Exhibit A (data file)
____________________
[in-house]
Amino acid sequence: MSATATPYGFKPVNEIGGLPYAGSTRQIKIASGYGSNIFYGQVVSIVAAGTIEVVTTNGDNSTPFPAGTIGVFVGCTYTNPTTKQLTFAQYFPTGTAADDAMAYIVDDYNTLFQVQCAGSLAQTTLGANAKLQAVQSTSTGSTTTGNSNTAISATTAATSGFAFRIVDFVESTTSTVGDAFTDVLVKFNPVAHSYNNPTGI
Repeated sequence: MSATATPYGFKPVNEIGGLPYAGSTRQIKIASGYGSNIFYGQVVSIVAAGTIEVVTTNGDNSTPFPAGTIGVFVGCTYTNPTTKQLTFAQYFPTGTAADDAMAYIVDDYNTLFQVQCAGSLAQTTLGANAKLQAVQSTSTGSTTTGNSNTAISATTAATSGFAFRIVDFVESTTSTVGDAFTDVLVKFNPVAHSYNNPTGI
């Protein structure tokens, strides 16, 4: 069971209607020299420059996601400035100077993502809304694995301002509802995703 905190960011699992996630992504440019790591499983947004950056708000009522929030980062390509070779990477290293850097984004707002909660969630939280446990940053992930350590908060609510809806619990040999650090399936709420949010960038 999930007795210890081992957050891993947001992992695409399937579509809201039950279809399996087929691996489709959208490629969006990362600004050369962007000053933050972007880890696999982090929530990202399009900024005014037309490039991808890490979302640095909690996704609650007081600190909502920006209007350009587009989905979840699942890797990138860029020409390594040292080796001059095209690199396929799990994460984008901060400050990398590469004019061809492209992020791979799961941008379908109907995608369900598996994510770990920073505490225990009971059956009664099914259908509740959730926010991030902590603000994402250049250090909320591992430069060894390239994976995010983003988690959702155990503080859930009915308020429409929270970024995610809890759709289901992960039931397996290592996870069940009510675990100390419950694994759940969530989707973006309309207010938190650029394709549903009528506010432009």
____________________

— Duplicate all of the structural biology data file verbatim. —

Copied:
[in-house]
Amino acid sequence: MSATATPYGFKPVNEIGGLPYAGSTRQIKIASGYGSNIFYGQVVSIVAAGTIEVVTTNGDNSTPFPAGTIGVFVGCTYTNPTTKQLTFAQYFPTGTAADDAMAYIVDDYNTLFQVQCAGSLAQTTLGANAKLQAVQSTSTGSTTTGNSNTAISATTAATSGFAFRIVDFVESTTSTVGDAFTDVLVKFNPVAHSYNNPTGI
Repeated sequence: MSATATPYGFKPVNEIGGLPYAGSTRQIKIASGYGSNIFYGQVVSIVAAGTIEVVTTNGDNSTPFPAGTIGVFVGCTYTNPTTKQLTFAQYFPTGTAADDAMAYIVDDYNTLFQVQCAGSLAQTTLGANAKLQAVQSTSTGSTTTGNSNTAISATTAATSGFAFRIVDFVESTTSTVGDAFTDVLVKFNPVAHSYNNPTGI
């Protein structure tokens, strides 16, 4: 069971209607020299420059996601400035100077993502809304694995301002509802995703 905190960011699992996630992504440019790591499983947004950056708000009522929030980062390509070779990477290293850097984004707002909660969630939280446990940053992930350590908060609510809806619990040999650090399936709420949010960038 999930007795210890081992957050891993947001992992695409399937579509809201039950279809399996087929691996489709959208490629969006990362600004050369962007000053933050972007880890696999982090929530990202399009900024005014037309490039991808890490979302640095909690996704609650007081600190909502920006209007350009587009989905979840699942890797990138860029020409390594040292080796001059095209690199396929799990994460984008901060400050990398590469004019061809492209992020791979799961941008379908109907995608369900598996994510770990920073505490225990009971059956009664099914259908509740959730926010991030902590603000994402250049250090909320591992430069060894390239994976995010983003988690959702155990503080859930009915308020429409929270970024995610809890759709289901992960039931397996290592996870069940009510675990100390419950694994759940969530989707973006309309207010938190650029394709549903009528506010432009």